Some more research on Google tells me that "phelobotomists" (those who are trained in "phlebotomy" of course) are "essential members of the health care delivery team who are primarily responsible for collecting blood specimens from patients for laboratory testing." Phlebotomists are also employed with blood donor organizations.
Okay. So. Perhaps this "cardio-phlebotomy" thing is just simply taking blood to test someone's cardio fitness? Somehow, it seems a little bit of an anti-climactic answer to my question about what it is... "Cardio-Phlebotomy" It just sounds like some sort of therapy...and my dictionary defines it as such. So...I'm still in the dark on this one.
What is "cardio-phlebotomy?"
How does it work in the realm of fitness?
If it's a form of therapy, how does said therapy work and why is it so therapeutic?
I'll let you know if I run across any further enlightenment regarding these questions. In the meantime, I've now learned a whole new set of words related to "phlebotomy"! Some of my favorites:
phlebotomize: bleed (though technically it means to "subject to phlebotomy")
phlebology: the study of the anatomy, physiology, and diseases of veins
phlebotome: a cutting instrument used for phlebotomy
phlebotomic: (of insects) bloodsucking
There are, of course, more words related...I only gave you the highlights (i.e. the one's I felt would be particularly amusing to throw into a conversation randomly).
Thursday, October 20, 2005
Mmm, Mmm, good...for illness only...
I'm not very good at being sick. I get really bored really quickly. I mean, sure, we all like the thought of being able to sit around all day and do essentially nothing, but being sick forces this "luxury" on you...it's no longer a choice you can make. And that's what I don't like...because now, all I would like to choose to do is get up and walk outside in the crisp and cold fall weather. Instead I'm cooped up with my sick self. (And wallowing in a vat of self-pity, it seems, as well.)
Haha...I was just reading over what I wrote above...I like how I felt I had to prove to you that I'm sick...and what's more, I like how the way I proved this to you was by saying that I'd eaten Chicken Noodle Soup. Of course, the whole idea was to tell the story of why that is proof of my being sick, but still, it all seems just a little absurd to me. :)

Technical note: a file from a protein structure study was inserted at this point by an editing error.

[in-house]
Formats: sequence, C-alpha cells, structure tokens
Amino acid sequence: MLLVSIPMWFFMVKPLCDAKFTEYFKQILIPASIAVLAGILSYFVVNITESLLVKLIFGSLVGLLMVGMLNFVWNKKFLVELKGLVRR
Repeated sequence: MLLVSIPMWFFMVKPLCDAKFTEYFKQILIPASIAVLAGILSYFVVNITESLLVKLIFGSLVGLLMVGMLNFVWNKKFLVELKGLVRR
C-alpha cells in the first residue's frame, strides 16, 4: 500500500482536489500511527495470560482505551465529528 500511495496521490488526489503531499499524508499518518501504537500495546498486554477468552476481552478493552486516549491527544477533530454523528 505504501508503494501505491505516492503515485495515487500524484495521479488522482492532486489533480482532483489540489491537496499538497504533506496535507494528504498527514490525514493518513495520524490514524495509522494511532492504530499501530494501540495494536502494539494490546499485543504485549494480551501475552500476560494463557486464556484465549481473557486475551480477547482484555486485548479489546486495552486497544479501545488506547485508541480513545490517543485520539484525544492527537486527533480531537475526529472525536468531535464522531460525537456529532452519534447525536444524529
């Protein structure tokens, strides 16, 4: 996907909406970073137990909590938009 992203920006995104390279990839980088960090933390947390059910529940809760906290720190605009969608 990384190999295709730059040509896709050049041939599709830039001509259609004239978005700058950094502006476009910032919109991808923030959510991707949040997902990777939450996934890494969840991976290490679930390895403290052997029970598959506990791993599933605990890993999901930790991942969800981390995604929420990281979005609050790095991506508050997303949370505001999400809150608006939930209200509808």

Well, my temperature is now still over 2 degrees above my norm (I'm usually 97.1, and I'm at 99.6 right now), and it's getting on toward 10:00 pm. I should end this and go to bed. Here's hopin' that I won't crave Campbell's Chicken Noodle Soup when I wake up tomorrow. That's the sure indicator that I'm healthy once again!
Saturday, October 15, 2005
Oh the randomness...
My roommate and I went to Trader Joe's today to stock up for our big party tonight, and of course it was pouring when we finished and suddenly needed a way to get home...
We tried to call a taxi, but they wouldn't send one without an address [Who's ever heard of that???]
And suddenly, a taxi appeared in the lot, a soon-to-be-Trader Joe's-shopper stepping out into the rain. I ran over to catch the cab before it drove off and met the guy just as he was walking away from the cab.
As he walked by, I said, with my bags of groceries hanging at my sides, "You're my hero."
He paused, took in the wet, grocery-laden sight of me, and said, very simply, "I do what I can."
Hilarious. My roommate and I laughed all the way home about that one...
Thursday, October 13, 2005
Where is "somewhere over the rainbow"?
So, as I traveled home from work this evening (a lovely trip, by the way), the weather was trying to decide whether to sprinkle a few raindrops or save them for later, and I got to thinking...where there's rain, there's a rainbow, right? So, how come I've never seen a rainbow in Boston? And that got me thinking about all sorts of things involving rainbows...pots of gold and leprechauns, the colors on the color palette, and going over the rainbow, finding where it ends, ya know? We all grew up with that stuff. We also grew up with an insane fascination with that place "somewhere over the rainbow." C'mon, you know you're even now still fascinated with that somewhere deep inside, right? Where is that place? Somewhere over the rainbow...way up high...the place you've heard of in lullabies...where skies are blue...and the dreams you dare to dream really do come true.
Okay, so now I'm just quoting the song...[but I did say you'd get a glimpse of one of my randomly strung together thought processes--and now you have that song stuck in your head just like I do!]
But, getting back to that place "somewhere over the rainbow" (or, let's shorten it since I foresee me using that phrase as the name of this place quite often in this post: SWOTR). You've heard the song, so many times that the words feel like a part of you. You could sing it in your sleep! But have you ever stopped to think of where SWOTR actually is? Me neither...and that's where my thoughts led me today on my way home from work...